How Is Philippe Pinel's Theory Of Moral Insanity?

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Register to read the introduction… Pinel was the director of two insane asylums de Bicetre and later an asylum for women called Salpetriere. Pinel was intrigued by people that were habitual law breakers, seemingly out of their controllable and in all other facets of their life remained sane. Pinel’s theories differed from Rushes in that he took a more analytical approach rather than one based from a moral stand point. When Pinel took over Bicetre he decided to take an independent approach without any preconceived notions of his own or anyone else’s. He made an independent evaluation that led him to reject the thought that insanity was caused by a lesion on the brain. He believed the mind could become ill without and corresponding damage to the brain itself. This implied the mind whish at the time was associated with the sole could become ill and die. This said to the people of the time the soul was not immortal. In Pinel’s theory the finds five types of mental instability melancholy, dementia, idiocy, mania with delirium, and mania without delirium. Previously it was thought mania and madness was always accompanied by delusions. Pinel’s work showed it was not and he called this “manie sans …show more content…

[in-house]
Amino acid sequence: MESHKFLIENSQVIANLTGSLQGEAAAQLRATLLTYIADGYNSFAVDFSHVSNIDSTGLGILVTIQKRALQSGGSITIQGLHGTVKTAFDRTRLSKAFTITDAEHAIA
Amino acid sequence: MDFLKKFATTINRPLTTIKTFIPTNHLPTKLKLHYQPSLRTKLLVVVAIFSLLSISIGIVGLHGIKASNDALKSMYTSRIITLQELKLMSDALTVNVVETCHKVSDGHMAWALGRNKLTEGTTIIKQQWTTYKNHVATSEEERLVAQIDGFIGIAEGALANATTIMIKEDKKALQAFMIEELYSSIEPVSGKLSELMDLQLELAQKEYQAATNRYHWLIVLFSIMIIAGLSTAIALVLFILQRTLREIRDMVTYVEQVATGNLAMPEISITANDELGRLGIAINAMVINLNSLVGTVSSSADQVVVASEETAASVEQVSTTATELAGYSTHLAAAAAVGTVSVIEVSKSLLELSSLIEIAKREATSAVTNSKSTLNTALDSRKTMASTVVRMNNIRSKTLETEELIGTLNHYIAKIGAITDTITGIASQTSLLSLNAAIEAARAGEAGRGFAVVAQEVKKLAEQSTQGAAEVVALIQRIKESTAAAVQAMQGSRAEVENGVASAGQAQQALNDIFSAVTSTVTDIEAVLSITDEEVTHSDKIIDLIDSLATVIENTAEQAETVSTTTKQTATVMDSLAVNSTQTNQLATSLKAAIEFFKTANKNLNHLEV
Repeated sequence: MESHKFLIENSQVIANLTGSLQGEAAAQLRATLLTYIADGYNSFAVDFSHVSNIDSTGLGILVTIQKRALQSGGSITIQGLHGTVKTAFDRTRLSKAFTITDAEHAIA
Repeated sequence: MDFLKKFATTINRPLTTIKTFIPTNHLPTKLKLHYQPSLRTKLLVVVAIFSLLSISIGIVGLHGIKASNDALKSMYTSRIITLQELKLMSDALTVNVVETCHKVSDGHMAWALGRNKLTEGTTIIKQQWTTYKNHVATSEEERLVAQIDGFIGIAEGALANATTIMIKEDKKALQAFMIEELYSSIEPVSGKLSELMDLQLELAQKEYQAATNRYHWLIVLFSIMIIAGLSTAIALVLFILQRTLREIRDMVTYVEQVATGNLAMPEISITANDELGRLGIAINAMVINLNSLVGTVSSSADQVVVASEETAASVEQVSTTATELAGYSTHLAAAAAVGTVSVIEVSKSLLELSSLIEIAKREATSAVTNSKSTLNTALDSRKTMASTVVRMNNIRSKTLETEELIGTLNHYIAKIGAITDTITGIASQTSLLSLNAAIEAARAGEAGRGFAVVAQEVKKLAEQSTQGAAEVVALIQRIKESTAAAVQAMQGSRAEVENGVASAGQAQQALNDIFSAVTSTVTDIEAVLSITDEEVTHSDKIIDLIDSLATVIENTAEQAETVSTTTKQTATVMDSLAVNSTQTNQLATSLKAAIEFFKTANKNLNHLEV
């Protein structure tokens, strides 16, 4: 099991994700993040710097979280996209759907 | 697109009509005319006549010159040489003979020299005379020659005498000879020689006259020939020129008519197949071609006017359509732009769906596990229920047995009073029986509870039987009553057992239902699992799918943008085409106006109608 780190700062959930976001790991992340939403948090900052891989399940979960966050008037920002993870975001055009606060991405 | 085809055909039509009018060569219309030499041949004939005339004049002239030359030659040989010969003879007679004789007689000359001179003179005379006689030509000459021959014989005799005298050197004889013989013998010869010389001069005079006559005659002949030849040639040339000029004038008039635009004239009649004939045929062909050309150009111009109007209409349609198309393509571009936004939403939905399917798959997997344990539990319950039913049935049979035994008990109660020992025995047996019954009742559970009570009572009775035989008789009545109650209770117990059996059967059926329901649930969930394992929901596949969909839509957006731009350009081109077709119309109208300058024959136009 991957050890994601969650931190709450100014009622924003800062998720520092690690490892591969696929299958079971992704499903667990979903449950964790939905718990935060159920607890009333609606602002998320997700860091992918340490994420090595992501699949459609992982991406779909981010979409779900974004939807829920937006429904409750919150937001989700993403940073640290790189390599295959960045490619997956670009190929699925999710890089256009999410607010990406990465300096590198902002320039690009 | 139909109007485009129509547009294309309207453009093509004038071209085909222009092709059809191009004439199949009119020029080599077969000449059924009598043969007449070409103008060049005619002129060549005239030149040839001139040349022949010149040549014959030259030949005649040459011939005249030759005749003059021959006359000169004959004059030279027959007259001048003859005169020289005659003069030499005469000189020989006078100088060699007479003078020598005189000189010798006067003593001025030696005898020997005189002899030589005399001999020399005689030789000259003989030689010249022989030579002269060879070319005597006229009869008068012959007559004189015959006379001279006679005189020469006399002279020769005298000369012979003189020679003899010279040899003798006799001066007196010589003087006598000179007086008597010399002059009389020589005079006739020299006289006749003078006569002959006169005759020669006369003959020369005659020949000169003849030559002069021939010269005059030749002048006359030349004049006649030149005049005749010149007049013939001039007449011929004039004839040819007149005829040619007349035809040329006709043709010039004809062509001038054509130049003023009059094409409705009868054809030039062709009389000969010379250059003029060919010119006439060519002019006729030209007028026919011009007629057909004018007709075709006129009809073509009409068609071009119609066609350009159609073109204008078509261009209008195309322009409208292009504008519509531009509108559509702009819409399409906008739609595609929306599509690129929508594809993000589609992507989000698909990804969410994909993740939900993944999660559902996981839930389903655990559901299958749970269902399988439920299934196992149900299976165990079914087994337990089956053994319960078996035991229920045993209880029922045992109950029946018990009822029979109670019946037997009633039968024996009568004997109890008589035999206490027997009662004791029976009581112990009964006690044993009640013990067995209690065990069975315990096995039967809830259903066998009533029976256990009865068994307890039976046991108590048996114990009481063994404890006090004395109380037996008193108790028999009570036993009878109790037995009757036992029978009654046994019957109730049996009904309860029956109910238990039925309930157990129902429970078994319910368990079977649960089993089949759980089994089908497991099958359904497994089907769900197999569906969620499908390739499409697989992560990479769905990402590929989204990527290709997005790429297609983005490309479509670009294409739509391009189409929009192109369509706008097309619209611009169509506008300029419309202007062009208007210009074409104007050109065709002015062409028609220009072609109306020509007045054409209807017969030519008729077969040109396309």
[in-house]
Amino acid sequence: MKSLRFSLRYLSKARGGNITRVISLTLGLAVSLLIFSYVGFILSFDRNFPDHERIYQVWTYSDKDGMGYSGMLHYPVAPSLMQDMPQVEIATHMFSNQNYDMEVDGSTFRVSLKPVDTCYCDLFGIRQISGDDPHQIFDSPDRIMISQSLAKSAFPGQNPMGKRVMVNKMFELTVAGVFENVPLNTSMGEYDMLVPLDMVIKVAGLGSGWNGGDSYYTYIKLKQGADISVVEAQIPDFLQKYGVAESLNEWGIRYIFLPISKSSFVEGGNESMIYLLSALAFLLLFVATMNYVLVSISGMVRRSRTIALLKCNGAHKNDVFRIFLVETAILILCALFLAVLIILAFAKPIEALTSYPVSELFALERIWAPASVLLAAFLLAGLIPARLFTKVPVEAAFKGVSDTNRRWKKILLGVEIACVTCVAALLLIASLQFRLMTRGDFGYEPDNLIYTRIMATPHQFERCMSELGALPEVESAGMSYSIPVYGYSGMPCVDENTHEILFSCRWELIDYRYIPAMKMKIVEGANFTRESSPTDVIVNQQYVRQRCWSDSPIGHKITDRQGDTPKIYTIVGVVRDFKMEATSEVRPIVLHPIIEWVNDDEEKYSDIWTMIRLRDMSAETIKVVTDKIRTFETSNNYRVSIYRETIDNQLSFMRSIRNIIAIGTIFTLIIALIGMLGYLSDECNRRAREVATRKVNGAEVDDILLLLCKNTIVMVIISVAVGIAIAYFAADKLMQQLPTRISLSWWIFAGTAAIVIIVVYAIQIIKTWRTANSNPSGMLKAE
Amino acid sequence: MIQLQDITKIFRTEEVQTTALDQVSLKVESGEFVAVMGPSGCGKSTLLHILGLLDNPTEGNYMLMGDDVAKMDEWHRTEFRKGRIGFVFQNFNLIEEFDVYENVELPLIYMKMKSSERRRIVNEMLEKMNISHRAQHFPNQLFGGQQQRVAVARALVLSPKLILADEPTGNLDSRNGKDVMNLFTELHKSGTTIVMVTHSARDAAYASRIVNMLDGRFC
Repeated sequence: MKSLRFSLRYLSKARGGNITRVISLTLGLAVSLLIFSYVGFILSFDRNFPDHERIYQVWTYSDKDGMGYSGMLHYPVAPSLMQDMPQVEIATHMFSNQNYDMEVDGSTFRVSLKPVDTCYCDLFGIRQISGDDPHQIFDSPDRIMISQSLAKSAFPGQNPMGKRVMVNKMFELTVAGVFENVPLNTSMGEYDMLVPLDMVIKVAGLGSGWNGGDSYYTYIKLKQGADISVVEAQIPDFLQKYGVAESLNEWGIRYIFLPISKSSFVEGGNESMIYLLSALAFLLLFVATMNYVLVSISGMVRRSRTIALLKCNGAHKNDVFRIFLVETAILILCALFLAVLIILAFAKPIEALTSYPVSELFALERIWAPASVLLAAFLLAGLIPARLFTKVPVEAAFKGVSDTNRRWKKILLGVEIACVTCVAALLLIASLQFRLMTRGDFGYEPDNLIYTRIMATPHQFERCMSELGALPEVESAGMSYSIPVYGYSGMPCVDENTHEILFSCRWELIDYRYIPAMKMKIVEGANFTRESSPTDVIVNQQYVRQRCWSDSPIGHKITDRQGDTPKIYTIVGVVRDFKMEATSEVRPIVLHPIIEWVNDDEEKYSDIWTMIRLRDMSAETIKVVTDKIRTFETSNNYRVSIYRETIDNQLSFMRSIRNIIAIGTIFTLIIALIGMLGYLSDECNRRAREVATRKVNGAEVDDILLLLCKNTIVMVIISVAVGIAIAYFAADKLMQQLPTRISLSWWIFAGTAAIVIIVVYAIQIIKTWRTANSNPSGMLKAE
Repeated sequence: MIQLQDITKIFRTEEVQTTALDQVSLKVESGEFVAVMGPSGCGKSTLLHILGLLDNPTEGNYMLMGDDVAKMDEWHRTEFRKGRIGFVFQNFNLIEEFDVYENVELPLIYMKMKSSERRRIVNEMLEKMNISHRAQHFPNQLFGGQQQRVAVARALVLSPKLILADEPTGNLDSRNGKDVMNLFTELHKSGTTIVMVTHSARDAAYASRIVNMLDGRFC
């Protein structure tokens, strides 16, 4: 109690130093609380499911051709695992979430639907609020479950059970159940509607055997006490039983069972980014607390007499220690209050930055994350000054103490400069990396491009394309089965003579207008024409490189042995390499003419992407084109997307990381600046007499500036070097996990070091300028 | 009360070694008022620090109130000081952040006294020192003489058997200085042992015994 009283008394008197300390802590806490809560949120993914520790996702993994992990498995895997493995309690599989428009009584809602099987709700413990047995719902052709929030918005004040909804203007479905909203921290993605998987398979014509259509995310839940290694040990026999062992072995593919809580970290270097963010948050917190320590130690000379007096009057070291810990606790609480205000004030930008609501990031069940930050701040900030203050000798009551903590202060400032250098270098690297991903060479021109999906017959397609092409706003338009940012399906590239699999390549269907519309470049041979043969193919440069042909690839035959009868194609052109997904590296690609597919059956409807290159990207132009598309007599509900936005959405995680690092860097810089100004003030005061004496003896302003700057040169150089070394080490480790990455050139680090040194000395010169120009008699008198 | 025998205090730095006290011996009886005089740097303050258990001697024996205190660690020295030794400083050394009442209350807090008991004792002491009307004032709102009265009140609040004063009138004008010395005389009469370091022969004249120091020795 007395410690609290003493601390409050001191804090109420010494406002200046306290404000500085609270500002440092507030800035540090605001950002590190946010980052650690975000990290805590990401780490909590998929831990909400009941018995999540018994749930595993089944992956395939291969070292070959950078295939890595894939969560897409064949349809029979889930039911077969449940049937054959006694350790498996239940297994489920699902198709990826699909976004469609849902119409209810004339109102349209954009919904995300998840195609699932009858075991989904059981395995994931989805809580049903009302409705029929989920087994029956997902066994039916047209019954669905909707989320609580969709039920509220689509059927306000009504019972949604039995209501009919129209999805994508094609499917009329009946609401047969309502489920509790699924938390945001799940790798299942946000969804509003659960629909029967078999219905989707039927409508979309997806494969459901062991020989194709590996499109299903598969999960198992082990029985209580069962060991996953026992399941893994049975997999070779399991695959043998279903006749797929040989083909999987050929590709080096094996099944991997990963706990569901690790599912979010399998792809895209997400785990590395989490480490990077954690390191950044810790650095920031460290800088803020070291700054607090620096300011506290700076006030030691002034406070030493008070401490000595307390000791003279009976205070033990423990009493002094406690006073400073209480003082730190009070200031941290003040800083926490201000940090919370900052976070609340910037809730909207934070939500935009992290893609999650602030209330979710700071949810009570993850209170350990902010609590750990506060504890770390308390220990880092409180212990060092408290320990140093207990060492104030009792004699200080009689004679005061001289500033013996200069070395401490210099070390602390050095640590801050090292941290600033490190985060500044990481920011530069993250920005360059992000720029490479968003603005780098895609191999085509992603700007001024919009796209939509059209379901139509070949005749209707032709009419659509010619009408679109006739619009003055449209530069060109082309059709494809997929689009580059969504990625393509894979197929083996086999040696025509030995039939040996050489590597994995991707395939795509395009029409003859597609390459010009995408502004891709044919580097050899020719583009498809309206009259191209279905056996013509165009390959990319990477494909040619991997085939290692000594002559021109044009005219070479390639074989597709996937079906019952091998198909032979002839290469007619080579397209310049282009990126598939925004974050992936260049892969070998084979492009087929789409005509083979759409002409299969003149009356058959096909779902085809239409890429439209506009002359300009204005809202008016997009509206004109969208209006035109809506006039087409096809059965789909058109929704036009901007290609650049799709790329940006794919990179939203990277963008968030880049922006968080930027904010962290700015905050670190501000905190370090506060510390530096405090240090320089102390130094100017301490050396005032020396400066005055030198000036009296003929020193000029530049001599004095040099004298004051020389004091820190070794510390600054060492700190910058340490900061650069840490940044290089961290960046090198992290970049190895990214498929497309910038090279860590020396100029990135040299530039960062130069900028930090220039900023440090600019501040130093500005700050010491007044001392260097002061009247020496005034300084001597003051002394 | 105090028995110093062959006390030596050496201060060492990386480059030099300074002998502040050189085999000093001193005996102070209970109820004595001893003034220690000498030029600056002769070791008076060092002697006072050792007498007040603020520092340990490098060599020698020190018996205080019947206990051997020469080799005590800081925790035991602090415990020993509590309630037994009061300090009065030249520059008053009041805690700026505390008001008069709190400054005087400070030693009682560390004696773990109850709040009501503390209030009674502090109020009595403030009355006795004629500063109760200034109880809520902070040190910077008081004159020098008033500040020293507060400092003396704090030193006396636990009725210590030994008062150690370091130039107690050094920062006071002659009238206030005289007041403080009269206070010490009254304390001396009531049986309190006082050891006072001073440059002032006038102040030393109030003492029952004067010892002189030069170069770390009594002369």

The term and the work of all three of these men, at the time stretched to Germany, Canada and Italy. The roots to scientific criminality lie with the aforementioned men and their research in psychiatry. These three men were primarily interested in the diseases of the mind and approached it from different areas of research and all three came up with anomie insanity without rage, depression, hallucination, or delusions. None of the three profess to account for all crime but they look at remorseless criminals, apparently uncontrollable impulses, violent crime and recidivism and diagnosed it as mental

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